There are two additional considerations that should become a standard part of any experimental design work for a computerized experiment, as shown in the table below:
|Stage 6: Special Functions – Setting Timing Modes, and Graceful Abort|
|1) Checking the Timing Modes|
|2) Providing Early Graceful Abort of a Block|
Stage 6, Step 1: Checking the Timing Modes
There are the primary timing modes that each E-Object can use:
Event mode – maintain the duration for start to end of duration to be as specified. If there are delays (e.g., due to waiting for the screen refresh), lengthen the inter-stimulus interval to compensate for any delays.
Cumulative mode – maintain the duration from the start of one stimulus to the start of the next stimulus to be the specified duration. If there are any delays (e.g., waiting for the screen refresh), shorten the interstimulus interval so the second stimulus occurs at the requested time in relation to the intended display of the first stimulus. This maintains the interstimulus interval.
Custom mode - timing is maintained by the user.
The “Time Audit Only” option in the Data Logging field logs the duration information for later analysis (i.e., OnsetTime, OnsetDelay, DurationError). The Time Audit Only option should be used on critical displays without responses, such as the Fixation and Prime Displays. Objects collecting a response (e.g., Probe) should set Data Logging to “Standard” in order to collect the response data in addition to the duration related data.
NOTE: Refer to TIMING: Event vs. Cumulative Mode Timing  for more information on the timing modes described above.
Stage 6, Step 2: Providing early graceful abort of an experiment
There is one elaboration to consider adding to the existing experiment to allow for a more graceful, early termination of the experiment. When running an experiment, one normally runs from the start to the finish of the experiment with the automatic selection of trials. However, E-Prime permits an experiment to be aborted prior to the normal termination of trials by pressing the Ctrl+Alt+Shift keys simultaneously. This method is fine for debugging and aborts the experiment immediately. However, when the Ctrl+Alt+Shift method is used to abort an experiment, no data file is created. Therefore, any data for previously presented trials and blocks is not saved. This should not create problems when the escape sequence is used as intended, e.g. as a debugging tool during experiment development.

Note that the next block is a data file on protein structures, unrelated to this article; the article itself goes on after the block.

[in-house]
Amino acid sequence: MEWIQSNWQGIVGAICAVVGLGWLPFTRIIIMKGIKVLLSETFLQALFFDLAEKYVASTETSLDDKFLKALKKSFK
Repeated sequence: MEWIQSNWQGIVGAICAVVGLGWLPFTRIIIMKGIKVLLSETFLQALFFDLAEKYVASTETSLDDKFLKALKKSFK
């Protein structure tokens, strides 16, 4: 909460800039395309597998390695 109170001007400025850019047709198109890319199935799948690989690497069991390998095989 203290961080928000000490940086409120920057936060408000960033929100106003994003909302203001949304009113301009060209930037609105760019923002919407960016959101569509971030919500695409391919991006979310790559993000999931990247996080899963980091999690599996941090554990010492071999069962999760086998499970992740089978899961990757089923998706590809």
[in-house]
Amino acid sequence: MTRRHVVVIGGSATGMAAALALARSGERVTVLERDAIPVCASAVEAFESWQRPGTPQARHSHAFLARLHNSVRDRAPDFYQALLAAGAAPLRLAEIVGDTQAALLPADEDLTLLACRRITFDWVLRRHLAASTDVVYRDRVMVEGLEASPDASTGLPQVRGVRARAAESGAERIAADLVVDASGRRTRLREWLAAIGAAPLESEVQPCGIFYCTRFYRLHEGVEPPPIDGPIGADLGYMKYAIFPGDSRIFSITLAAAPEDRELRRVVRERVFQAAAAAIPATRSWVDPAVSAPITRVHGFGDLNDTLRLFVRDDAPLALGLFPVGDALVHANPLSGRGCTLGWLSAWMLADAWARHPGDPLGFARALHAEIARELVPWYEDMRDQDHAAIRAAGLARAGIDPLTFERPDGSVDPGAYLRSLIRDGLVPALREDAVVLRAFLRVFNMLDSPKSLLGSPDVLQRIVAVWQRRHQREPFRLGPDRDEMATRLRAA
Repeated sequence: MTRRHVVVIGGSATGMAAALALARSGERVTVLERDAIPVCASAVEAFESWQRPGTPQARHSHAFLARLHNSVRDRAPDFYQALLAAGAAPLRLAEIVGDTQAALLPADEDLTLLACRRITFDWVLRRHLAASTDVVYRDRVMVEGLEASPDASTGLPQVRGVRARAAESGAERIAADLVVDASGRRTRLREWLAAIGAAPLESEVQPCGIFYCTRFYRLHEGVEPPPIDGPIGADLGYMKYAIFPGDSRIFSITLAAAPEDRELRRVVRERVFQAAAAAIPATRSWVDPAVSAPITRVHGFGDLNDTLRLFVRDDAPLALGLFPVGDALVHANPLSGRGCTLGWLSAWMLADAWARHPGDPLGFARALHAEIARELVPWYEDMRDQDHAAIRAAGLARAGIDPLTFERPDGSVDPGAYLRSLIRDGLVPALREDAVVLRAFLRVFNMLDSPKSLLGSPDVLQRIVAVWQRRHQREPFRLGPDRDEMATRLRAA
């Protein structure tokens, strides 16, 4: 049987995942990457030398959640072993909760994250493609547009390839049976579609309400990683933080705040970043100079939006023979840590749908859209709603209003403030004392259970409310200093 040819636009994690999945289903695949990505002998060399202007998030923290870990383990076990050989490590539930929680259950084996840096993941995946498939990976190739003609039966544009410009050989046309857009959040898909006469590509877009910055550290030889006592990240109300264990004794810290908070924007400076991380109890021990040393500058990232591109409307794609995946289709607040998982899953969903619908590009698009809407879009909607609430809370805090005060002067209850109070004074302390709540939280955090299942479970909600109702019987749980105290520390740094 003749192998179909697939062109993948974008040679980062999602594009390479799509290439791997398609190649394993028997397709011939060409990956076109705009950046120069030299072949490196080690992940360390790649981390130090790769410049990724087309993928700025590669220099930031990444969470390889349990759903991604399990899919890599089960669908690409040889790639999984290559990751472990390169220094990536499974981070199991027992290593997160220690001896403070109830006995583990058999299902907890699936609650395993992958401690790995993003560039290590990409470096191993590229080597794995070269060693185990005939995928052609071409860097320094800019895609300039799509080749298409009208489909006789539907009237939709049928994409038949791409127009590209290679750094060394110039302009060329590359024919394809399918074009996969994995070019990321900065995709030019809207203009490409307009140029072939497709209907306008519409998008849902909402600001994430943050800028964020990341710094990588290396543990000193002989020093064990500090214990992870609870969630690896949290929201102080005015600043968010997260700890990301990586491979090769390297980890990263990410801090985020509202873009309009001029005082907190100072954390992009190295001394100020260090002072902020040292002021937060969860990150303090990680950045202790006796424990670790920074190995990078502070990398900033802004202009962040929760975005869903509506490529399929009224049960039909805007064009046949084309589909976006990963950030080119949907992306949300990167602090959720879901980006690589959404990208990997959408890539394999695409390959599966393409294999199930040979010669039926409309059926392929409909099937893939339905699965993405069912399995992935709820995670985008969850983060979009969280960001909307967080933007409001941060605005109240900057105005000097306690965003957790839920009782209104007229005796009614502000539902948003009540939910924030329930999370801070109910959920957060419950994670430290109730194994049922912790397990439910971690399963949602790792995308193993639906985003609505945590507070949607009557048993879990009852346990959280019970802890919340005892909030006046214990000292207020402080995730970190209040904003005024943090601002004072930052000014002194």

E-Prime provides another method for putting in script to check to see if a different, special key sequence has been entered. If so, a List object can be terminated at the end of a trial or block, and all of the accumulated data collected to the current point of the experiment can be saved. This alternative methoduses a special function, GetUserBreakState, which returns a “1” if the Ctrl+Shift keys have been set, and “0” if not. After the user selects Ctrl+Shift, then the value of GetUserBreakState is set to 1 until the experiment explicitly resets the state to zero with the following script:
To check if the user has pressed the Ctrl+Shift combination, we add an Inline object at the end of the TrialProc and check the state of GetUserBreakState. If it is “1”, meaning the user has pressed the abort experiment early key sequence, then the DesignList that is running and driving the current set of trials is terminated using the DesignList.Terminate ```command. This results in the currently block of trials being completed. Experiment control moves to the parent object that was called the DesignList, the BlockList object. The UserBreakState is then reset to zero to run the next block.
NOTE: The Conditional Exit may also be used in E-Prime 2.0 Professional and E-Prime 3.0. Please refer to INFO: Conditional Exit (Graceful Abort) .
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